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28-05-2021 | Press Conferences

_UNOG Bi-weekly press briefing 28 May 2021

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Displacement from Goma

Jens Laerke, for the Office for the Coordination of Humanitarian Affairs (OCHA), said that thousands of residents from Goma in the eastern Democratic Republic of the Congo were displaced and on the move after an order from the authorities to evacuate areas that were at risk by further volcanic eruptions of Mount Nyiragongo. It was not known exactly how many have now left the city, but approximately 400,000 people were potentially affected by the evacuation order.

The first eruption on 22 May killed over 30 people and the Goma Volcanological Observatory had warned that the risk of a new eruption was real. Strong tremors had continued on 27 May, one of them of magnitude 4.9 on the Richter scale. The humanitarian focus had up till now been on people directly affected by the volcanic eruption and neighbourhoods in Goma without access to water, but with mass displacement of people, the operational focus was widening, and new assessments would take place today in Sake, Rutshuru and other relocation areas.

Mr. Laerke informed that OCHA had reinforced its presence in Goma with an eight-person team to support the response led by the local authorities. The crisis was happening against a backdrop of already high needs in North Kivu. Forty-four per cent of the five million internally displaced persons in the DRC were in North Kivu, where 33 per cent of the population was also severely food insecure. In a response to a question, Mr. Laerke said that OCHA would conduct assessments at the evacuation locations today.

Babar Baloch, for the United Nations Refugee Agency (UNHCR), added that some 4,000 people had arrived from the DRC to Rwanda. More were expected as Goma was being evacuated, and the UNHCR was working with the Rwandan authorities at local and national levels and commended Rwanda for keeping its borders open and taking care of people in need.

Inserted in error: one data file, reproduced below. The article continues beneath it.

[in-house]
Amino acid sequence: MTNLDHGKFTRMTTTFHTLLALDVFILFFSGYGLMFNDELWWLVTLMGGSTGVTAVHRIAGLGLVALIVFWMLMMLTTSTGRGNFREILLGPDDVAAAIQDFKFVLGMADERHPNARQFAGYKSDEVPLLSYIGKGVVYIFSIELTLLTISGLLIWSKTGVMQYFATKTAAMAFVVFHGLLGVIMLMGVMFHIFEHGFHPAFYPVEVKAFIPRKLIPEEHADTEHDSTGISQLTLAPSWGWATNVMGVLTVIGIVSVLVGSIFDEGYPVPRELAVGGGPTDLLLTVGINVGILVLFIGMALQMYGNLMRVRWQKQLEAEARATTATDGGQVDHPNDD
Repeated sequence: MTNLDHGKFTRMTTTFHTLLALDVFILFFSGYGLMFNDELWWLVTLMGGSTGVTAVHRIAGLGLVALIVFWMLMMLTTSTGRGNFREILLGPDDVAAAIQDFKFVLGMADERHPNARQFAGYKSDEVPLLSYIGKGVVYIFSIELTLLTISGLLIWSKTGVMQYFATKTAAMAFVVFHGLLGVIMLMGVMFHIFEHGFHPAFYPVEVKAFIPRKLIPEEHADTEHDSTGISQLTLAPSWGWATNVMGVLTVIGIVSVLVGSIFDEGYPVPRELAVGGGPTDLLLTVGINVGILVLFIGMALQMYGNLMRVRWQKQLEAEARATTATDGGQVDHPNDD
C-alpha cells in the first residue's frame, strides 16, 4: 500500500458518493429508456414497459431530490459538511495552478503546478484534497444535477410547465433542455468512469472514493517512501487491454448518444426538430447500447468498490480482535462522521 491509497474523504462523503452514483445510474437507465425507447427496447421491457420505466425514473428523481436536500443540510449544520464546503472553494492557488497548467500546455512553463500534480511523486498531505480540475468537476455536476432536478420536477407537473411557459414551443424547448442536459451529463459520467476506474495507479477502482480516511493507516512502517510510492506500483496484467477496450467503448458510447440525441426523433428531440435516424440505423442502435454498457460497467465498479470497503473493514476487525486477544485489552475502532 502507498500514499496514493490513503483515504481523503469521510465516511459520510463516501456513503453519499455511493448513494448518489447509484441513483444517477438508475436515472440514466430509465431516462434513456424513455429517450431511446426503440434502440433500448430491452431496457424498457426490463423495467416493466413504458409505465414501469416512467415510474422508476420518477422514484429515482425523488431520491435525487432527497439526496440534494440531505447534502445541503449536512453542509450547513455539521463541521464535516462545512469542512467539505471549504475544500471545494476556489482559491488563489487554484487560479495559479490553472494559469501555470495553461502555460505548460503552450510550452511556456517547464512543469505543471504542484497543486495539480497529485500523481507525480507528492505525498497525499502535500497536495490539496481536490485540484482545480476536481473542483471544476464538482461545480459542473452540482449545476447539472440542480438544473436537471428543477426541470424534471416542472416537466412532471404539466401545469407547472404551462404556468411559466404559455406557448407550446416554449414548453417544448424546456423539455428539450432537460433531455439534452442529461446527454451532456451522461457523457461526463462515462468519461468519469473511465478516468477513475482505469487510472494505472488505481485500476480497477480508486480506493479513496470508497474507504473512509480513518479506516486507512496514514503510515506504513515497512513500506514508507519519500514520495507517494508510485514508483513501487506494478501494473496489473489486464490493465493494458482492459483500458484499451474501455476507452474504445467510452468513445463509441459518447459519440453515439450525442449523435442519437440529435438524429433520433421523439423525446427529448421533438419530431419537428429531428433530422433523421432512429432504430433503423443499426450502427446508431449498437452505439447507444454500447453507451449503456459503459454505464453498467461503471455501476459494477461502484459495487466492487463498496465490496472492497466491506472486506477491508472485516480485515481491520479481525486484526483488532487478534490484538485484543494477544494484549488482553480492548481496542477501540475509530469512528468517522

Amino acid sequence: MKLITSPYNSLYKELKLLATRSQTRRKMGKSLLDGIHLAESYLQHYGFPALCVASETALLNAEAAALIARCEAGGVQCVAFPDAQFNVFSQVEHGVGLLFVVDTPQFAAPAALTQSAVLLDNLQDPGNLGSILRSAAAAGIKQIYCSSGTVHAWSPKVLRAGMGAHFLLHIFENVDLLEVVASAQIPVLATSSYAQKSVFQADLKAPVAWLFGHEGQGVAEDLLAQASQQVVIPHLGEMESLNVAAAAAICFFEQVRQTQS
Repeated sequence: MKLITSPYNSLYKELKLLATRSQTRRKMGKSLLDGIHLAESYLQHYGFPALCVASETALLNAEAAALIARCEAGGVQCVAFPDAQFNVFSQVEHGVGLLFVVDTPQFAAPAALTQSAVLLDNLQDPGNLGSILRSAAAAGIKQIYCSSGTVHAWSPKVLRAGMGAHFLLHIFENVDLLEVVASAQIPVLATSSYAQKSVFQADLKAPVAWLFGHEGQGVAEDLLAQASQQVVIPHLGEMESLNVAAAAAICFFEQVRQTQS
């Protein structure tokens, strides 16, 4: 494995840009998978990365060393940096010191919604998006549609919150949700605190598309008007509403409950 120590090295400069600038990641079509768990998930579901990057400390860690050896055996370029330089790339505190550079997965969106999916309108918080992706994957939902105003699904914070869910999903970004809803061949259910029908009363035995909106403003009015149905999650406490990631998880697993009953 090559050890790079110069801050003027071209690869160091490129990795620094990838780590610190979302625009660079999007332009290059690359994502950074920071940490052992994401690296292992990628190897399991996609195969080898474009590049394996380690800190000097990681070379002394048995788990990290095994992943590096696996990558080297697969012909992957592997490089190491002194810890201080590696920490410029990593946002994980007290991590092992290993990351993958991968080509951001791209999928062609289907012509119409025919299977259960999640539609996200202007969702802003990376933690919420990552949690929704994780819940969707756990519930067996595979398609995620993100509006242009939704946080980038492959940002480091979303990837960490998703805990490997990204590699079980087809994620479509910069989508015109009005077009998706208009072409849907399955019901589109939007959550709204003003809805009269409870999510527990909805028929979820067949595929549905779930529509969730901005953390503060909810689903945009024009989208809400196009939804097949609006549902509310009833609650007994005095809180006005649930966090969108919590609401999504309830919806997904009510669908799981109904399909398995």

Abductions in Tigray

Responding to questions, Babar Baloch, for the United Nations Refugee Agency (UNHCR), said that UNHCR had received disturbing reports of soldiers entering a number of temporary accommodations for the displaced in Shire and taking away several hundreds of youth - internally displaced Ethiopians who had been sheltering there. The situation was dramatic and distressing, not only for the relatives of the missing, but for all the displaced in Shire. It was critical that all combatants recognize the humanitarian character and sanctity of the displacement sites in Shire and elsewhere, stressed Mr. Baloch.

Conduct of the elections in Nicaragua

Marta Hurtado, for the Office of the High Commissioner for Human Rights (OHCHR), said that the OHCHR was deeply concerned that Nicaragua's chances of holding free and genuine elections on 7 November were diminishing as a result of measures taken by authorities against political parties, candidates and independent journalists, which further restricted the civic and democratic space. Ms. Hurtado reminded that in February, the Human Rights Council had mandated the Office to closely monitor human rights during the electoral process in Nicaragua, and the OHCHR had witnessed troubling developments in recent weeks.